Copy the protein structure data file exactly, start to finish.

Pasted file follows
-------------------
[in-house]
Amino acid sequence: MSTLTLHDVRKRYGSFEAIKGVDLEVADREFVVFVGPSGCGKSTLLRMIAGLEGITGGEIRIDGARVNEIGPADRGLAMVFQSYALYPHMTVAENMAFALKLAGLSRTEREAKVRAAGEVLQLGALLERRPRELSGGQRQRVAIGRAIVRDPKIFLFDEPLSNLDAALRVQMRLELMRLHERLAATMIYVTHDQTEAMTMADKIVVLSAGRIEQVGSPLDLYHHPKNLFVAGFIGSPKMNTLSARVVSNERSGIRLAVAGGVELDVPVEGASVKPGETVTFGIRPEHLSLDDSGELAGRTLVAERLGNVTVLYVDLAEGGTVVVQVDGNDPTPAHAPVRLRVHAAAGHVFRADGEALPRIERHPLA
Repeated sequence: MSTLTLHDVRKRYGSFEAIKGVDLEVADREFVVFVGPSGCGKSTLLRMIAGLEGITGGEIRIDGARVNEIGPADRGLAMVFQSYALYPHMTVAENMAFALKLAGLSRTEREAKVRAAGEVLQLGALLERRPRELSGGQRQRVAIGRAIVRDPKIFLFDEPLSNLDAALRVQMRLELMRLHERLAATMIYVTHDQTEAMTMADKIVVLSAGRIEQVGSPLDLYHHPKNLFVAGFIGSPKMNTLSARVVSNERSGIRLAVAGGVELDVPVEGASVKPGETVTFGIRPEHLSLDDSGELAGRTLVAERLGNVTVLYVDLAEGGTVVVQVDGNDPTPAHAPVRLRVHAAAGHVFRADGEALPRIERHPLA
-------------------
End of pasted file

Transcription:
[in-house]
Amino acid sequence: MSTLTLHDVRKRYGSFEAIKGVDLEVADREFVVFVGPSGCGKSTLLRMIAGLEGITGGEIRIDGARVNEIGPADRGLAMVFQSYALYPHMTVAENMAFALKLAGLSRTEREAKVRAAGEVLQLGALLERRPRELSGGQRQRVAIGRAIVRDPKIFLFDEPLSNLDAALRVQMRLELMRLHERLAATMIYVTHDQTEAMTMADKIVVLSAGRIEQVGSPLDLYHHPKNLFVAGFIGSPKMNTLSARVVSNERSGIRLAVAGGVELDVPVEGASVKPGETVTFGIRPEHLSLDDSGELAGRTLVAERLGNVTVLYVDLAEGGTVVVQVDGNDPTPAHAPVRLRVHAAAGHVFRADGEALPRIERHPLA
Repeated sequence: MSTLTLHDVRKRYGSFEAIKGVDLEVADREFVVFVGPSGCGKSTLLRMIAGLEGITGGEIRIDGARVNEIGPADRGLAMVFQSYALYPHMTVAENMAFALKLAGLSRTEREAKVRAAGEVLQLGALLERRPRELSGGQRQRVAIGRAIVRDPKIFLFDEPLSNLDAALRVQMRLELMRLHERLAATMIYVTHDQTEAMTMADKIVVLSAGRIEQVGSPLDLYHHPKNLFVAGFIGSPKMNTLSARVVSNERSGIRLAVAGGVELDVPVEGASVKPGETVTFGIRPEHLSLDDSGELAGRTLVAERLGNVTVLYVDLAEGGTVVVQVDGNDPTPAHAPVRLRVHAAAGHVFRADGEALPRIERHPLA